The first impressions of Solskjaer’s reign were that he was looking to build a team quick on the break hence the jettisoning of Romelu Lukaku in favor of the current pacey front line. Unfortunately, that has not materialized in terms of success on the field. Against teams which seat back or whenever United have possession from open play, they cannot break down defenses and instead suffer against counterattacks. Against the top six, only Manchester City once and Chelsea twice have fallen victims to United’s counterattacks, and you can argue there were mitigating factors in both games.

At Anfield, the lack of identity or strategy was evident to all. A counterattacking team failed to create any chance on the break while the few it had all game came from patient buildup. United as a team is in an identity crisis that could undo any positives of their season.

Speaking of positives, the only player who could have left with his shoulder’s high was Fred. He had the most touches of any player in the field for both teams. He led United in all crucial areas including making the most tackles and interceptions, completing the most dribbles and passes as well as crosses and creating the most chances. As a fact, he completed most passes than any other United player attempted, save for Matic. In this game, his team let him down.

Manchester United’s best player on the pitch. Image via Twitter
  1. Ed Woodward’s Incompetence and Solskjaer’s Failings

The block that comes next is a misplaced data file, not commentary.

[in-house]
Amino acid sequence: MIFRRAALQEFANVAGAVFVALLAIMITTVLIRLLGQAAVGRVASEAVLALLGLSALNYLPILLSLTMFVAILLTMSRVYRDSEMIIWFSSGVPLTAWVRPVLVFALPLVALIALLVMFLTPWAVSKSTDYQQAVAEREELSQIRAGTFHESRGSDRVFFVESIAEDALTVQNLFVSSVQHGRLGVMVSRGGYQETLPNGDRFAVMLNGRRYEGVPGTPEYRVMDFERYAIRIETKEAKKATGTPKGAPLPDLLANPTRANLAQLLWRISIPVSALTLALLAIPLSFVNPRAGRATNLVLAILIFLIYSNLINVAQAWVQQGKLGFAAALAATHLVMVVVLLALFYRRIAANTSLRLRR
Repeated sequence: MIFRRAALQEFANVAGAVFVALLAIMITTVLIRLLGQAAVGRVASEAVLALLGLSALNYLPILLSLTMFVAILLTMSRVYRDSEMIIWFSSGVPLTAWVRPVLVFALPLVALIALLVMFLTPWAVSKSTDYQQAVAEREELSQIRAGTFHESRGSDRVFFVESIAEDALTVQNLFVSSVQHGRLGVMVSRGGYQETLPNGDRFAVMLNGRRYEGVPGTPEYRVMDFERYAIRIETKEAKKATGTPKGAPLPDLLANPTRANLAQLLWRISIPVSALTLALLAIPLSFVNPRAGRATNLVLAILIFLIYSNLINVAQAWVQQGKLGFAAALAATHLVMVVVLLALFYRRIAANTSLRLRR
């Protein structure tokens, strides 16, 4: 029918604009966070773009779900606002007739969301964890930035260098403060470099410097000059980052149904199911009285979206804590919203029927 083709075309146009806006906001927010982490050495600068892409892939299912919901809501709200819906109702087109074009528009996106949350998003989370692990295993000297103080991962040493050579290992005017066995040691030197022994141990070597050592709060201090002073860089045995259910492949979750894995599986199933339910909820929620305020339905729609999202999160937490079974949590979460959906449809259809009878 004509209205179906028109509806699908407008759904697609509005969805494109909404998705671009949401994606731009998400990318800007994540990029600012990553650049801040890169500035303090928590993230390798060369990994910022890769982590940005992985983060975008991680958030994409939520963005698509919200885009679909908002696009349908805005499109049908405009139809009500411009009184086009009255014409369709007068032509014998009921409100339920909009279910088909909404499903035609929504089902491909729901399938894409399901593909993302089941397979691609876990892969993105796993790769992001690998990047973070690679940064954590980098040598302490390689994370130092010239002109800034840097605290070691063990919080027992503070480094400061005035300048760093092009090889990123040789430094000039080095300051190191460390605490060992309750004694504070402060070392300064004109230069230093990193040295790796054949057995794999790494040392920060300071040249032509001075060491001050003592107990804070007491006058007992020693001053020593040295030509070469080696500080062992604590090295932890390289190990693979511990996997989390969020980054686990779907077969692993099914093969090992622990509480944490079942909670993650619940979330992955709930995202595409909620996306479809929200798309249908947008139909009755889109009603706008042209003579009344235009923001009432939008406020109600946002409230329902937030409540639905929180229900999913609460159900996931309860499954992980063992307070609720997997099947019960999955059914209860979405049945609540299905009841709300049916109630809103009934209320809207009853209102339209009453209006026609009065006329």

As pointed out earlier, this was going to be a test. Ole Gunnar Solskjaer needed to show a semblance of the project he was building and why he should be trusted to oversee it. Granted, the number of goals conceded was not embarrassing, but the performance was.

Solskjaer was left looking up to Liverpool and using their players as a model to his own. The gap between the two teams is immense, and his inability to get the team producing quality performances even for a full ninety minutes brings his position under scrutiny. Equally, or even more culpable is Ed Woodward who has somehow managed to assemble the most highly paid squad in the league, which at the same time has such a shortage of quality options in numerous key positions and also backup options.

  1. Liverpool are Unstoppable

Liverpool is embarking on a recording-breaking run in their current trot to the EPL title. Win against West Ham, and they would manage to have beaten every other team at least once in the same season. They are also five games away from setting the record of the most consecutive wins in the EPL and are also seven games away from setting the record for consecutive clean sheets.

They ended the weekend 16 points ahead of Manchester City in second place with a game in hand. Not even in Ligue 1 and nowhere else in Europe’s top leagues to the leaders have such an advantage.

More importantly, though, this team has an array of arsenals in strategy and have the good fortune of their key players being fit and firing. They are unstoppable in their match back to their perch 29 years later.


Game statistics courtesy of